This post features one of the most popular statues at the temple of Luxor in Egypt, a seated likeness of Rameses II.
The temple of Luxor, on the east bank of the Nile in Luxor (previously known as Thebes) in Egypt, was built around 1400 BC. The entrance to the temple (the first pylon) was built by the king Rameses II. The photograph is of one of the huge seated statues of Rameses II flanking this gate.
In 2013, we visited Egypt, first touring Cairo before cruising down the Nile River to Aswan, making stops and excursions to observe ancient sites. Today’s Photo 101 theme is to “play with scale … use anything and everything to help convey size in your image.” Three images from that trip are shown in this post, each using humans to suggest the enormity of objects from that earlier time.
This photo was taken at Abu Simbel in Nubia, Egypt. This is one of two temples at this site; it was built for the goddess Hathor and for Nefertari, the favorite wife of Rameses II. Of the six statues, two are Nefertari and four are Rameses II. These statues are each about 10 meters tall.
This photo is of the Colossi of Memnon, which are two massive seated stone statues of the Pharoh Amenhotep III, located in the Theban necropolis, west of the Nile River from Luxor. These statues are approximately 3400 years old. Including the stone platforms (about 4 meters high) beneath their feet, they are 18 meters high and stand 15 meters apart.
This photo shows (what is believed to be) the largest obelisk ever discovered, located in a stone quarry in Aswan, Egypt. Hatshepsut, one of the most successful Egyptian pharaohs, ordered this obelisk to be made. Fractures appeared in the obelisk as it was being carved from a single rock, and so it was abandoned. Had it been completed, it would have stood 42 meters tall.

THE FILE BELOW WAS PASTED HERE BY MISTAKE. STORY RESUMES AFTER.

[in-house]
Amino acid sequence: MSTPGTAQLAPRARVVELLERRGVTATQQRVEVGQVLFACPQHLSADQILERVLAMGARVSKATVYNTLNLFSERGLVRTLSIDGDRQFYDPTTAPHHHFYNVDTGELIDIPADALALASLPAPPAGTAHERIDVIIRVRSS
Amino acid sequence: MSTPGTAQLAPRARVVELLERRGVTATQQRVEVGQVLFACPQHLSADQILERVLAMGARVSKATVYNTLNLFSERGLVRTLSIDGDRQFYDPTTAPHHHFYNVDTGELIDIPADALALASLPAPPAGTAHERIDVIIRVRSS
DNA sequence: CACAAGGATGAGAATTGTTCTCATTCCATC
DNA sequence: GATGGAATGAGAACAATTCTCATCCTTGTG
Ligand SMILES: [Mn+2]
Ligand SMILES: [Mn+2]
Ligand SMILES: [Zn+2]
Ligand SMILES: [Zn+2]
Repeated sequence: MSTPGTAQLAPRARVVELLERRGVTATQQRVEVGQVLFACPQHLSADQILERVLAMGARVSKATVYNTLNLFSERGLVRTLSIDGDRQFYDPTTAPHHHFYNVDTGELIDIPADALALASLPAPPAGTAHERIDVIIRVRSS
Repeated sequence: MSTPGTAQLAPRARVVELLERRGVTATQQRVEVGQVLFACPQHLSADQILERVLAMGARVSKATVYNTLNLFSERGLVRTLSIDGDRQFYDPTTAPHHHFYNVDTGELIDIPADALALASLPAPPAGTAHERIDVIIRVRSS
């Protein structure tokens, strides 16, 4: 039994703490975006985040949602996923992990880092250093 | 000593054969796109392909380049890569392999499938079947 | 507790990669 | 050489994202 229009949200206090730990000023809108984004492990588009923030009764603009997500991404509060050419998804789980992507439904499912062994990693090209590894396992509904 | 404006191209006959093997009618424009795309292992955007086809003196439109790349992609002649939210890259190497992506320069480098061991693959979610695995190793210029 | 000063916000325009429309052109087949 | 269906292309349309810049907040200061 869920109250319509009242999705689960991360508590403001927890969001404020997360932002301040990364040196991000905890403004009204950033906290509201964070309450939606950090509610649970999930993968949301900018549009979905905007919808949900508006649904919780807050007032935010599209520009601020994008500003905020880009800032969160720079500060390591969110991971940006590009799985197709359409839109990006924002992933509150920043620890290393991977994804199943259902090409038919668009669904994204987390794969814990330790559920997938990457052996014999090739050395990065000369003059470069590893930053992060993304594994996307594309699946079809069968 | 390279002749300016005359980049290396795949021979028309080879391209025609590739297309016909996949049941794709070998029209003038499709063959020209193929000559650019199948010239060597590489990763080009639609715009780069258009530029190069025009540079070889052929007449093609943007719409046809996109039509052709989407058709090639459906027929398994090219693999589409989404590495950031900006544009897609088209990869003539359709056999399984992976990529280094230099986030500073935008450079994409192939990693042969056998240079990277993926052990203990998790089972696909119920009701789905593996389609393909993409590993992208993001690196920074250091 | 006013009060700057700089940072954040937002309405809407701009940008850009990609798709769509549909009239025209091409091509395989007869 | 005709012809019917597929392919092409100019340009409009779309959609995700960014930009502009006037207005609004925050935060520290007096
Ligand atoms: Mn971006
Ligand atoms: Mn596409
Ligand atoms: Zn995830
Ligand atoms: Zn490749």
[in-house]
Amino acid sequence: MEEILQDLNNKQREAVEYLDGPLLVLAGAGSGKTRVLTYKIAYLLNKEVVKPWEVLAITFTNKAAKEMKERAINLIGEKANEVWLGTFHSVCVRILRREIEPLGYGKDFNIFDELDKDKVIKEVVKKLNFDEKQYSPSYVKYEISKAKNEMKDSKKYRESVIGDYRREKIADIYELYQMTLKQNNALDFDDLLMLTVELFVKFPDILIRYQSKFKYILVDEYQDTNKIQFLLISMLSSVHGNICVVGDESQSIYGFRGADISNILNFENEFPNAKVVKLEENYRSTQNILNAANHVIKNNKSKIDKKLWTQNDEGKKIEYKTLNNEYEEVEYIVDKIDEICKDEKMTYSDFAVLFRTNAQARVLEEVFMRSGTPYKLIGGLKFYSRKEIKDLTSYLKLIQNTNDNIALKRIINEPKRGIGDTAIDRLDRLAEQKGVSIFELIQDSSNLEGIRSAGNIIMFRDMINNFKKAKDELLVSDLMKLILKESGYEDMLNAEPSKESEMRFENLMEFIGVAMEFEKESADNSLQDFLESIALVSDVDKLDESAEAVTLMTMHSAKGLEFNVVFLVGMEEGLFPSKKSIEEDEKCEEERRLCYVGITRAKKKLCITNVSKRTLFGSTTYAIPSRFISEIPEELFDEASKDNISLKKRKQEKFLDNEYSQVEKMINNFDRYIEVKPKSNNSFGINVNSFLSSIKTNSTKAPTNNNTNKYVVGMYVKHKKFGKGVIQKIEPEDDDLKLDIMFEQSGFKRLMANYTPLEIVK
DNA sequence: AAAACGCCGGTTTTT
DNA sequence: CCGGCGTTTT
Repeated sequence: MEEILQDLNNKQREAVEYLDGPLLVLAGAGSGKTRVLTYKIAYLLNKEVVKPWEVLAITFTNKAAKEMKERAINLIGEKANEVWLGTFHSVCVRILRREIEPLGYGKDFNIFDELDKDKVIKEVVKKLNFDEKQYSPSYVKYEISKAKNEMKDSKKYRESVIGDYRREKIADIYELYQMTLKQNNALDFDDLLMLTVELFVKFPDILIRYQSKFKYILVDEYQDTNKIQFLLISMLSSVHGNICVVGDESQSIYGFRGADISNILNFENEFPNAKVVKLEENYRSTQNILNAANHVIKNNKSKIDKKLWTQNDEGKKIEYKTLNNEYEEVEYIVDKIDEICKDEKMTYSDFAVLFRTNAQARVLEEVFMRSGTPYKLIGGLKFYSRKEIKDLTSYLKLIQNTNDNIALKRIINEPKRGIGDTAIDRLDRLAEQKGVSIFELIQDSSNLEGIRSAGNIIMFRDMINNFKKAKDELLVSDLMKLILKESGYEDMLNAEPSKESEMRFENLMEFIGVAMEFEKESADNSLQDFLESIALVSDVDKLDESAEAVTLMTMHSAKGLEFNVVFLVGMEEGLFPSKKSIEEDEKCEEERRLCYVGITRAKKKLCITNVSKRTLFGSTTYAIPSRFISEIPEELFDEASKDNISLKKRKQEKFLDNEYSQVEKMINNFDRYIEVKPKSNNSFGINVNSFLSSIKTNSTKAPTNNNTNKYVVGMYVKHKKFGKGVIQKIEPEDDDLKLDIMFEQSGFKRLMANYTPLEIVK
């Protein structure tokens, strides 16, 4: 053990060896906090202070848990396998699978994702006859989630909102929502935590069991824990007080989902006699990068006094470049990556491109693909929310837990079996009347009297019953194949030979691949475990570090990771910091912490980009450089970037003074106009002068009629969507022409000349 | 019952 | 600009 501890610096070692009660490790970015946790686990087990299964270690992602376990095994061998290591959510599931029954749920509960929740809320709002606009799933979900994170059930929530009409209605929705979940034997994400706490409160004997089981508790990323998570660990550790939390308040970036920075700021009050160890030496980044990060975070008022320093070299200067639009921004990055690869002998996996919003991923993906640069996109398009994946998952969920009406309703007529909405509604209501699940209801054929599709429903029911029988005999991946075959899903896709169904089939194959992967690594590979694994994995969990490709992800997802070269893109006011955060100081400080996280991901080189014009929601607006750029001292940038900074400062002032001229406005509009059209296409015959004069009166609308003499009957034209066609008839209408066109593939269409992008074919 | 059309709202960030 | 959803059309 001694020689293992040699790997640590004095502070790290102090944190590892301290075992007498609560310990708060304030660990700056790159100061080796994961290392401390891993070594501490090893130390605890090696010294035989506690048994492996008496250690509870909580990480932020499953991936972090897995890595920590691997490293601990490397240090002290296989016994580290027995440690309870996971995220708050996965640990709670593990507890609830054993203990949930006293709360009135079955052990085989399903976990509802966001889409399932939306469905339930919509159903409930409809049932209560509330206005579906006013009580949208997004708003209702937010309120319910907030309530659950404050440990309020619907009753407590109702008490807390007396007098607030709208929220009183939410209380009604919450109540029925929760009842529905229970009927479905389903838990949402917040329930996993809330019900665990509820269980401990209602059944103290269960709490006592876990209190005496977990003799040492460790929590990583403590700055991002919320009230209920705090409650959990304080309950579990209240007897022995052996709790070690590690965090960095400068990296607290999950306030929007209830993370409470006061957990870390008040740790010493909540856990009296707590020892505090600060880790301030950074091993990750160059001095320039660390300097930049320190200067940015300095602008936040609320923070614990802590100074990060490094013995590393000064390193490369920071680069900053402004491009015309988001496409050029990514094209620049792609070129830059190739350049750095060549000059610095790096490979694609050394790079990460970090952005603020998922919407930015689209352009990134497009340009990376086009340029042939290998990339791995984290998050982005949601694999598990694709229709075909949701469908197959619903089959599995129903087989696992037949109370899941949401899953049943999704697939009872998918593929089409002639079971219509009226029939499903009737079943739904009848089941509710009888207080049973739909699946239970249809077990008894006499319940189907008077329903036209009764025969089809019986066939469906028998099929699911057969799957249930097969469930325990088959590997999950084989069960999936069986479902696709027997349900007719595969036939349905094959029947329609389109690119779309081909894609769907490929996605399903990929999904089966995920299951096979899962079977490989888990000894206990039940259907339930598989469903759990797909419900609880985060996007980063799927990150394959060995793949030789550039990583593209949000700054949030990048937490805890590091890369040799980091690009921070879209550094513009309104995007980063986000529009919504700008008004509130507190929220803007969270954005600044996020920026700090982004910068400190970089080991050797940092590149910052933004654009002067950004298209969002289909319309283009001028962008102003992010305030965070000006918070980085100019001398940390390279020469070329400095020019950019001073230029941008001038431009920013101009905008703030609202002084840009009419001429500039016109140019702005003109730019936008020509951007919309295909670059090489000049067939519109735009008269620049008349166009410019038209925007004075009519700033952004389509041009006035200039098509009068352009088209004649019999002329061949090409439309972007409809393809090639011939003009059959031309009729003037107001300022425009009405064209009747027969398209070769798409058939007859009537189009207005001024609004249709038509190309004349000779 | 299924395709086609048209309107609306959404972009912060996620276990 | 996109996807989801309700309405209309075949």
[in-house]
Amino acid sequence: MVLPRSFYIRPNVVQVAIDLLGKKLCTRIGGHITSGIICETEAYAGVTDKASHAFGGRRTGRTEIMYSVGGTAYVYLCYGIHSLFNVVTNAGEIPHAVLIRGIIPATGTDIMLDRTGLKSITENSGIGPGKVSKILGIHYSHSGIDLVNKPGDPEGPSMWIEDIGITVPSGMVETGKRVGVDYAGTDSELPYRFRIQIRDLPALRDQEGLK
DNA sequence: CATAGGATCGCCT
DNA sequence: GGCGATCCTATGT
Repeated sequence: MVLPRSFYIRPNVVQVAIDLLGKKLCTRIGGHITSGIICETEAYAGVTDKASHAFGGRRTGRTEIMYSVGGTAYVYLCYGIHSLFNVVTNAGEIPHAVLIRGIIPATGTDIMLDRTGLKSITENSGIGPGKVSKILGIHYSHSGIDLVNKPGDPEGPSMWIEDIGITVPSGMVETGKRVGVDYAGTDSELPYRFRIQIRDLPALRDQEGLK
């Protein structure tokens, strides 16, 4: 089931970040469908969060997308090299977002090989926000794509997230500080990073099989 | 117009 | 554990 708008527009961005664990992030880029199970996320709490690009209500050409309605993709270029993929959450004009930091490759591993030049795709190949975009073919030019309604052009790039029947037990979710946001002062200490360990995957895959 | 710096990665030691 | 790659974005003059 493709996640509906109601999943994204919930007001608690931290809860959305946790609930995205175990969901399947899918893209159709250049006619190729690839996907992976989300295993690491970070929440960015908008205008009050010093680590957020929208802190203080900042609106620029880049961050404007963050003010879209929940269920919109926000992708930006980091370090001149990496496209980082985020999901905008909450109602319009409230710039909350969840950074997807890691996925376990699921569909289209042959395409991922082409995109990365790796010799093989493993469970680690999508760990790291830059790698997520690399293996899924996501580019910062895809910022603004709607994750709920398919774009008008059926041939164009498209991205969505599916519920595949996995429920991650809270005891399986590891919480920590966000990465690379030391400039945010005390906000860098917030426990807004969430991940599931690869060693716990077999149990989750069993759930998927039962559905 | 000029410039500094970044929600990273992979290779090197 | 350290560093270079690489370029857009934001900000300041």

This seat has been occupied by a statue of Abraham Lincoln since the early 1920s. The seated statue of Lincoln is 19 feet from head to foot; if standing upright, the statue would be 28 feet tall.
Although the seat is located inside the large protected enclosure of the Lincoln Memorial at the western end of the National Mall in Washington, D.C., the Memorial has no doors separating the seat from the outdoors. With a few exceptions, Lincoln in his chair has been available to the visiting public 24 hours a day for almost 100 years.
This photo was taken in March, 2016.
This seating is located at Abu Simbel in Nubia, Egypt. All four seats are occupied by the Pharoh Rameses II. This photo was taken in February, 2013.
This inviting seat beside Ronald McDonald is located at a McDonald’s along the road from Agra to New Delhi in India. This photo was taken in November, 2010.
This photo shows fishermen mending their nets while seated on the ground under a large tent roof. The photo was taken in Fort Cochin, Kerala, South India, in March, 2013.
This outdoor seating is occupied by the pilot of a houseboat (converted rice boat) on the Kerala Backwaters. This photo was taken near Fort Cochin, Kerala, South India, in March, 2013.
This photo shows Buddha seated on Naga on Phuket Island in Thailand. This photo was taken in March, 2013.
Finally, here is an open seat beside Hans Cristian Andersen on the Plaza de la Marina in Malaga, Spain. From the burnishing of the bronze, it is clear that many admirers have shared this bench with the famous author of The Little Mermaid and The Ugly Duckling. (Notice the duck sitting in the side pocket of his briefcase.) This photo was taken in April, 2015.